Free speech advocates need to acknowledge that our approach asks people to lay their identities on the table for dissection. If people balk at that suggestion, our response should not be to call them ‘thin skinned special snowflakes’

This is an edited transcript of my speech to the Leeds Beckett Festival of Politics and International Relations Festival, delivered on 15th November 2016.  This first appeared on the Leeds Beckett University Politics and Applied Global Ethics (PAGE) blog.  You can listen to the unalloyed version of the speech on SoundCloud or via the player below.

Some Arguments Against No Platform

I want to first set out my views on No Platform policies. In short, I think they’re bad for free speech and they’re bad for the people they seek to protect.

The idea of No Platform is that it seeks to avoid giving someone the credibility of speaking at a prestigious institution. Those who call for No Platform claim it is not a form of censorship, because the person is subjected to the No Platform rule can always take their words elsewhere. Moreover (they say), legal protections for free speech relate to the government, and since the government is not involved in choosing who speaks at a university there is no real issue. Why can’t we choose who does and does not speak on our campus? Continue reading “A Better Debate About No Platform? My Speech At the Leeds Beckett Festival of Politics and International Relations”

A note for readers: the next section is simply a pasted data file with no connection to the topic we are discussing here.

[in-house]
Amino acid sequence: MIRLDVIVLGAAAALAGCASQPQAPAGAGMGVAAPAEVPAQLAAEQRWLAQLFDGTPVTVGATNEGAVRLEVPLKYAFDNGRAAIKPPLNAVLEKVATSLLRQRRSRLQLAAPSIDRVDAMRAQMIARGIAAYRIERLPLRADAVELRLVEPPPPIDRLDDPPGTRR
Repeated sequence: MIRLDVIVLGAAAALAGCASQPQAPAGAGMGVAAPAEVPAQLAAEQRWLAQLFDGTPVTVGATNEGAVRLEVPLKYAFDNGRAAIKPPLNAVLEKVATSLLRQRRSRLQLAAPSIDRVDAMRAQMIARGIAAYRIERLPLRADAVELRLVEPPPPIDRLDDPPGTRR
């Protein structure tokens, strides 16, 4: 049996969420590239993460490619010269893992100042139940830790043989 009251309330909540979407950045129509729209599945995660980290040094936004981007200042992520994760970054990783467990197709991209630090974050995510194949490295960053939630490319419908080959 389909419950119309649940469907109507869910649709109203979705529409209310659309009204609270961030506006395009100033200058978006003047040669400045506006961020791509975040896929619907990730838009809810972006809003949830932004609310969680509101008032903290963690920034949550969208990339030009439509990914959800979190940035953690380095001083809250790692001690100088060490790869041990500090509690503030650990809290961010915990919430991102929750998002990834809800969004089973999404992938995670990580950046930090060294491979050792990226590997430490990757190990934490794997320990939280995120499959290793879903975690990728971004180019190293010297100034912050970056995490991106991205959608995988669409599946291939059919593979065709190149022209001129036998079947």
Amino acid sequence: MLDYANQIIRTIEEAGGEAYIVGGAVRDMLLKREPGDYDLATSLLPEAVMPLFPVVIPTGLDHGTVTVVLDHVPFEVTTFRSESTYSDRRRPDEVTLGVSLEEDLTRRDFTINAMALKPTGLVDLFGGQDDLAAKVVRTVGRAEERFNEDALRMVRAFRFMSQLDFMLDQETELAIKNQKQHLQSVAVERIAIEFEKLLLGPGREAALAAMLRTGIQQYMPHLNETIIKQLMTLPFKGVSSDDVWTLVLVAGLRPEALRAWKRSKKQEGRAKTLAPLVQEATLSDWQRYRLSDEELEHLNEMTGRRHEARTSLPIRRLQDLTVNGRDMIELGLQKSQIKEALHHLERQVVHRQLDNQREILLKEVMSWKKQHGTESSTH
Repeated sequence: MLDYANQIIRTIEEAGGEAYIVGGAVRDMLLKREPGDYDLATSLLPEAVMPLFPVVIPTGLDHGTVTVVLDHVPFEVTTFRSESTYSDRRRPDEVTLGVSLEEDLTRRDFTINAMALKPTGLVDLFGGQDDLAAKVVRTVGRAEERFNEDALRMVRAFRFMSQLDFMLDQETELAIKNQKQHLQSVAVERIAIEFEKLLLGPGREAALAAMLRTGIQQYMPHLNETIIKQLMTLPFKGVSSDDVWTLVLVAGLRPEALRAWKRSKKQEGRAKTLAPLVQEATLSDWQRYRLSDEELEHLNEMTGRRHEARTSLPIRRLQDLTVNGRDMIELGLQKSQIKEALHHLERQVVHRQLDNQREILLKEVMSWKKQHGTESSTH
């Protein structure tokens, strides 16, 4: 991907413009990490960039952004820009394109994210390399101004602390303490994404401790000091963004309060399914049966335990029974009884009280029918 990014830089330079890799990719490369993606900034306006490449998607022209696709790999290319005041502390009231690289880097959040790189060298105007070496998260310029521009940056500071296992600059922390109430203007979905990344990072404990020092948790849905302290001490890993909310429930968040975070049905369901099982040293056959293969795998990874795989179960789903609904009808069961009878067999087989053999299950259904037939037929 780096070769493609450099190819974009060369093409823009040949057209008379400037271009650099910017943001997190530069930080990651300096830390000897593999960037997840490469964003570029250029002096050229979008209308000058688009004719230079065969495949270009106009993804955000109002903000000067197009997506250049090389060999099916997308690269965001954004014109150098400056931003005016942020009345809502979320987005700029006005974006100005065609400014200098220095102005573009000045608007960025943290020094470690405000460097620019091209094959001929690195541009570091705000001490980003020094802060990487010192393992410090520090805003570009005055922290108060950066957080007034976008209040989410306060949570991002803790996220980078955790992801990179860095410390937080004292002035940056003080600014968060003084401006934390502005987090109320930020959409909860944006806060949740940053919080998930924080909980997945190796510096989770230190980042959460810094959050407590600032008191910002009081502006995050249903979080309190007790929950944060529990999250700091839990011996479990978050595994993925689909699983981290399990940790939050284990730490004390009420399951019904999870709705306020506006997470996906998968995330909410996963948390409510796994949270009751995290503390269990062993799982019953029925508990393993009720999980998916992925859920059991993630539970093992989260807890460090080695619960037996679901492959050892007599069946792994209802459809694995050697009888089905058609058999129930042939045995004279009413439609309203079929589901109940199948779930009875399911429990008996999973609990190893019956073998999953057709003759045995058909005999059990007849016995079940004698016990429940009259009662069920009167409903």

Discussing Fear and Free Speech on Deutsche Welle

This incident was not an anomaly, but part of a wider, worrying trend.

Remember the incident over the summer when a woman was detained by the police, after a crew-member on a Thompson Airways reported her for the ‘suspicious’ activity of reading a book?  Faizah Shaheen spoke about her experiences to the WorldLink programme on the Deutsche Welle English language service, as part of an hour long programme about fear. Continue reading “Discussing Fear and Free Speech on Deutsche Welle”

Discussing Extremism and Free Speech on Sky News